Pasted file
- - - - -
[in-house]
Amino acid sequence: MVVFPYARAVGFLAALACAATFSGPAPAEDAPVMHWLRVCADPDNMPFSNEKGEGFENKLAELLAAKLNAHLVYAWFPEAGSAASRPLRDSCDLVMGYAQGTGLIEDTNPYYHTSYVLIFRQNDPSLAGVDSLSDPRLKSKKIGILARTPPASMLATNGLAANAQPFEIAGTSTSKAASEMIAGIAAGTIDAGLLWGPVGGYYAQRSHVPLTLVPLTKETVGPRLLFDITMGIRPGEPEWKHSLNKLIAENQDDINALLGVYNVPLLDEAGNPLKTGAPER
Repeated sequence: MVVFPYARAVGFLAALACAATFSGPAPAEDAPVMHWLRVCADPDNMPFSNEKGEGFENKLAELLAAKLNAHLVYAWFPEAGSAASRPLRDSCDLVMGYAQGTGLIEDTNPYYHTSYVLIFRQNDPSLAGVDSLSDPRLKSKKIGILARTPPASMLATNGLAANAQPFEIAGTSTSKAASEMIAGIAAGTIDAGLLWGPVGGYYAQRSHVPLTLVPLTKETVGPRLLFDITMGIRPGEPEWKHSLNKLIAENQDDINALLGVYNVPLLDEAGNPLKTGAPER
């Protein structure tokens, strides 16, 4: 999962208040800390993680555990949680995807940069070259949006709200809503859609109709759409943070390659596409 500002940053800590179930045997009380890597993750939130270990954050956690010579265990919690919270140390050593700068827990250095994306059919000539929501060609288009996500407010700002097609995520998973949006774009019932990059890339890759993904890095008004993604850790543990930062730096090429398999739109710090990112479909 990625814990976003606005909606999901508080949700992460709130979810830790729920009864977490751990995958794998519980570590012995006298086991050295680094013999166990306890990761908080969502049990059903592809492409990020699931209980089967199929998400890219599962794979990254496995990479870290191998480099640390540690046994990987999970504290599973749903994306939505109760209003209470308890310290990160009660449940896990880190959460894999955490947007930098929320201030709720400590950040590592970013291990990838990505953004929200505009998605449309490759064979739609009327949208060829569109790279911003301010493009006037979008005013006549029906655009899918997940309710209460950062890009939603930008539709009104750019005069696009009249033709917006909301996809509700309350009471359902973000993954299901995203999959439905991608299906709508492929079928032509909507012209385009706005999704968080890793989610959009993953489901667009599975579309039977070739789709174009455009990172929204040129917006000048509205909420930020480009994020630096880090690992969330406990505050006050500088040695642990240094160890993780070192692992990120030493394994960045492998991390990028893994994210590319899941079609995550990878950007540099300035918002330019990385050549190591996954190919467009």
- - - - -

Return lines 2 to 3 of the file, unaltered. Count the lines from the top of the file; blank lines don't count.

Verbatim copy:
Amino acid sequence: MVVFPYARAVGFLAALACAATFSGPAPAEDAPVMHWLRVCADPDNMPFSNEKGEGFENKLAELLAAKLNAHLVYAWFPEAGSAASRPLRDSCDLVMGYAQGTGLIEDTNPYYHTSYVLIFRQNDPSLAGVDSLSDPRLKSKKIGILARTPPASMLATNGLAANAQPFEIAGTSTSKAASEMIAGIAAGTIDAGLLWGPVGGYYAQRSHVPLTLVPLTKETVGPRLLFDITMGIRPGEPEWKHSLNKLIAENQDDINALLGVYNVPLLDEAGNPLKTGAPER
Repeated sequence: MVVFPYARAVGFLAALACAATFSGPAPAEDAPVMHWLRVCADPDNMPFSNEKGEGFENKLAELLAAKLNAHLVYAWFPEAGSAASRPLRDSCDLVMGYAQGTGLIEDTNPYYHTSYVLIFRQNDPSLAGVDSLSDPRLKSKKIGILARTPPASMLATNGLAANAQPFEIAGTSTSKAASEMIAGIAAGTIDAGLLWGPVGGYYAQRSHVPLTLVPLTKETVGPRLLFDITMGIRPGEPEWKHSLNKLIAENQDDINALLGVYNVPLLDEAGNPLKTGAPER